Technoparticipation: performance art, mobile phones and audio instructions

By Dr Lee Campbell, Senior Lecturer in Fine Art, University of Lincoln

As an artist/researcher, the aim of my current research is to increase understanding of visual impairment and strive towards the production of a cross-modal arts manifesto for blind and partially sighted people.

In August 2017, I undertook a one-week residency at The Brady Arts Centre in Tower Hamlets, London, developed through the Open Lab scheme run by the Barbican and Guildhall School of Music & Drama. There I invited participants – both with and without a visual impairment – to undergo a series of practical experiments in performance art. On one day of the residency, artist/tutor Gemma Shaw led a workshop exploring sound as one of the contributing senses to the manifesto.

At the start of her workshop, Gemma told the group that when she first began teaching art to people who had a visual impairment, she learnt the importance of giving clear (vocal) instructions. Indeed, since the 1960s and ‘70s artists such as Sol Lewitt and Yoko Ono have made artworks that involve giving the audience a set of instructions for them to carry out. Yet, as Gemma pointed out, these instructions are often in written form, leading to potential barriers for people with sight loss. Gemma’s workshop addressed this issue by encouraging participants to make audio-based instructional artworks using their mobile phones. Thus her workshop added to the rich contextual history of artists using mobile phone technology to generate artworks, such as Tim Etchells’ Surrender Control (2001), which consists of a series of (written) SMS instructions, but prioritized the importance of sound over the visual.

Materials for the workshop

Gemma invited participants to work in pairs. Person A waits while Person B, with their mobile phone, goes to a table laden with materials, and selects a card with a shape that Person A will be instructed to make. Person B then records instructions on their mobile phone about the shape and which of the materials that they wish Person A to use. Gemma underlined the importance of Person B not identifying the material by colour when recording their instructions, as colours lose importance; instead she suggested that Person B focused on the tactility of the element involved, e.g. ‘pick up the smallest reel of tape, pick up the thinnest reel etc., the tape with the most texture on it etc.’ Person A  then listened to the recorded instructions and made the shape onto the floor using the tape. Some participants chose to use blindfolds to heighten their other senses. The pair then swapped roles, and Person A instructed Person B (Figures 1-8).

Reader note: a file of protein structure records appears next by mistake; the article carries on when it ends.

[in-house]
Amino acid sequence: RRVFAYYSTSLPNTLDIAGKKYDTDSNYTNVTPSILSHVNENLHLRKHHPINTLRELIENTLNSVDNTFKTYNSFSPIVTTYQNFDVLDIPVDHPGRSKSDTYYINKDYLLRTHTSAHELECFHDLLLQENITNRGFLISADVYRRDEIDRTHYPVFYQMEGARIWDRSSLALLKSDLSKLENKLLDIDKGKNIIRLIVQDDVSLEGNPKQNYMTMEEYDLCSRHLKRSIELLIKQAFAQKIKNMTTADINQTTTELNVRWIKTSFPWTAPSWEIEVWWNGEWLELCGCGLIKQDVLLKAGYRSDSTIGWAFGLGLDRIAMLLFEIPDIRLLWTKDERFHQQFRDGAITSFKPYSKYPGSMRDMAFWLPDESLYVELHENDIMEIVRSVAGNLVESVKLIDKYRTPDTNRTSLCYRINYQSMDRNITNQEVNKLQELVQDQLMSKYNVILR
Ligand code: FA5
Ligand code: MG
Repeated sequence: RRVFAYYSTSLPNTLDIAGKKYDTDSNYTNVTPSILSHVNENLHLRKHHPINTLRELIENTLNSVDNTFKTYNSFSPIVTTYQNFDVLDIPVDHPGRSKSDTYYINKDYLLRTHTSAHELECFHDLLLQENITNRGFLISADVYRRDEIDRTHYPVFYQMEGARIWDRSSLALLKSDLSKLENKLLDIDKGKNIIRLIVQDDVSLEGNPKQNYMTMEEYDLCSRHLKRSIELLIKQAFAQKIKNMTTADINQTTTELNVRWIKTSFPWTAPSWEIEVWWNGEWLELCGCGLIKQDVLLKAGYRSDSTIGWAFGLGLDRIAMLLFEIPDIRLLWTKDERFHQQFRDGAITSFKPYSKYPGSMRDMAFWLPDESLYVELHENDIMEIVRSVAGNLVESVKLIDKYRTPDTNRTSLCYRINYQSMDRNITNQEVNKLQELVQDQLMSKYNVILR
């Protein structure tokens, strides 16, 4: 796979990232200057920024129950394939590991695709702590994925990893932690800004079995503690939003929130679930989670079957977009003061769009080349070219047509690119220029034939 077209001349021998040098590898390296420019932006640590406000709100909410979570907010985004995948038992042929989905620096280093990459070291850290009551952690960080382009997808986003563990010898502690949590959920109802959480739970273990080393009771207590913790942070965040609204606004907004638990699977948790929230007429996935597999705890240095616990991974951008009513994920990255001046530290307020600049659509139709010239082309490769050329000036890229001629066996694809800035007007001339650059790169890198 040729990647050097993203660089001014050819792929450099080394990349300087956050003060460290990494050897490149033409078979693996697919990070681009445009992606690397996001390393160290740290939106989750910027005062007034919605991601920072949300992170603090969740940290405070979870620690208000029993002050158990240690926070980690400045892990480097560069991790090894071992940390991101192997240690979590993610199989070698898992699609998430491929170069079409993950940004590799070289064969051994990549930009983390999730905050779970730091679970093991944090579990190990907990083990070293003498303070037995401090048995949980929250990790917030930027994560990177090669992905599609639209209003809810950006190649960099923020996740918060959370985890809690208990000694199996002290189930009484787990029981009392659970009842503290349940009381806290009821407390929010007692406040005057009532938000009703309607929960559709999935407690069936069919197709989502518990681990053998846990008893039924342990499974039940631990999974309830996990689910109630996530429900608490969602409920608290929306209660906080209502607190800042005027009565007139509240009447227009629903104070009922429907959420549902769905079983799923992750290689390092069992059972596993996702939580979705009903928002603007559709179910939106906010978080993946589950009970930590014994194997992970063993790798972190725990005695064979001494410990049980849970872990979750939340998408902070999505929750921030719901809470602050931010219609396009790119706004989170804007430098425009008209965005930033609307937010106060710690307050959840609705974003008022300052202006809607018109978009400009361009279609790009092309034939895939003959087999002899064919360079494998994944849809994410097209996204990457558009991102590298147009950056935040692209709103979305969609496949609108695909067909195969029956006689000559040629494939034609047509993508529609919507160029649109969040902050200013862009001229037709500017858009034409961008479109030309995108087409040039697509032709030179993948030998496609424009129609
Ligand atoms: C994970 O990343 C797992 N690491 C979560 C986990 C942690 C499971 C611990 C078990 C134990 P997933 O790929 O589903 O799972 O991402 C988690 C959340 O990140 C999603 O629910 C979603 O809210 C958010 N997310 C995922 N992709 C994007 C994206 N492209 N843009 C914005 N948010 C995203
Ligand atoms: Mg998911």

Two people crouched down - one holds out a phone, the other doing something on the floor outside the frame of the image
Participants in the workshop

As an artist/tutor myself, teaching activities in my classes are not displaced from the students’ own life experiences; there is often heavy student engagement in digital technologies as part of my research project Technoparticipation. Mobile phone technology is part of most people’s everyday culture and most students use their phones all the time. Indeed, it has been pointed out that this form of technology operates as appendages to their bodies.

In 2015, while working at Loughborough University, I designed a teaching session for students to work with digital technology in a creative way by using their mobile phones. A month prior to the session, I was informed that a student would be present who had a visual impairment. This, as far as I was aware, was a first for me, and so I started reading literature written by teachers who have taught students with sight loss, so that I could learn from their experience – I soon realised how visual my teaching materials had been up to that point.